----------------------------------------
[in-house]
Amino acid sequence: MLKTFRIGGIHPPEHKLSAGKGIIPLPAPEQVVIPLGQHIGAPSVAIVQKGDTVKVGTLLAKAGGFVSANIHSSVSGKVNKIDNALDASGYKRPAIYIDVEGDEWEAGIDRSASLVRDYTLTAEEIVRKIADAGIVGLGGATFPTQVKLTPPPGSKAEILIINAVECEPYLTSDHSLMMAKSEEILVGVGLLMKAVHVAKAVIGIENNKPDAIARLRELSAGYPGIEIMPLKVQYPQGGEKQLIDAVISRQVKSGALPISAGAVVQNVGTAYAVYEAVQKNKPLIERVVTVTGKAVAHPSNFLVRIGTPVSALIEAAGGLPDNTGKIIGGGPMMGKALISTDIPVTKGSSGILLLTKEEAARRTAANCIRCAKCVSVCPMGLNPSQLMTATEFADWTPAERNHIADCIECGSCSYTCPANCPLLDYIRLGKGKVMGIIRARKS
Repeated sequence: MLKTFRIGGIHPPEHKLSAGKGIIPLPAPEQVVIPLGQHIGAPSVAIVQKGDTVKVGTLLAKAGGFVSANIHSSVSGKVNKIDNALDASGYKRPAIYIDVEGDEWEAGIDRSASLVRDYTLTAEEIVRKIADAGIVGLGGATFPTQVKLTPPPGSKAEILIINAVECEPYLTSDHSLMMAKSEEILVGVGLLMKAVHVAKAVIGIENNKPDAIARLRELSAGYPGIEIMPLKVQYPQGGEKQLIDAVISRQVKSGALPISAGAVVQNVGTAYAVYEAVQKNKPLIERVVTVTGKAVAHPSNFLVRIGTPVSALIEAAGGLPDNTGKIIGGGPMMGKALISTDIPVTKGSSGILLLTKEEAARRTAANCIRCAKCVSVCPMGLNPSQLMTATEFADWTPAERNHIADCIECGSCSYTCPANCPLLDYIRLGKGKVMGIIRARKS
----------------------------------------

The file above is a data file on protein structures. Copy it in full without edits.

[in-house]
Amino acid sequence: MLKTFRIGGIHPPEHKLSAGKGIIPLPAPEQVVIPLGQHIGAPSVAIVQKGDTVKVGTLLAKAGGFVSANIHSSVSGKVNKIDNALDASGYKRPAIYIDVEGDEWEAGIDRSASLVRDYTLTAEEIVRKIADAGIVGLGGATFPTQVKLTPPPGSKAEILIINAVECEPYLTSDHSLMMAKSEEILVGVGLLMKAVHVAKAVIGIENNKPDAIARLRELSAGYPGIEIMPLKVQYPQGGEKQLIDAVISRQVKSGALPISAGAVVQNVGTAYAVYEAVQKNKPLIERVVTVTGKAVAHPSNFLVRIGTPVSALIEAAGGLPDNTGKIIGGGPMMGKALISTDIPVTKGSSGILLLTKEEAARRTAANCIRCAKCVSVCPMGLNPSQLMTATEFADWTPAERNHIADCIECGSCSYTCPANCPLLDYIRLGKGKVMGIIRARKS
Repeated sequence: MLKTFRIGGIHPPEHKLSAGKGIIPLPAPEQVVIPLGQHIGAPSVAIVQKGDTVKVGTLLAKAGGFVSANIHSSVSGKVNKIDNALDASGYKRPAIYIDVEGDEWEAGIDRSASLVRDYTLTAEEIVRKIADAGIVGLGGATFPTQVKLTPPPGSKAEILIINAVECEPYLTSDHSLMMAKSEEILVGVGLLMKAVHVAKAVIGIENNKPDAIARLRELSAGYPGIEIMPLKVQYPQGGEKQLIDAVISRQVKSGALPISAGAVVQNVGTAYAVYEAVQKNKPLIERVVTVTGKAVAHPSNFLVRIGTPVSALIEAAGGLPDNTGKIIGGGPMMGKALISTDIPVTKGSSGILLLTKEEAARRTAANCIRCAKCVSVCPMGLNPSQLMTATEFADWTPAERNHIADCIECGSCSYTCPANCPLLDYIRLGKGKVMGIIRARKS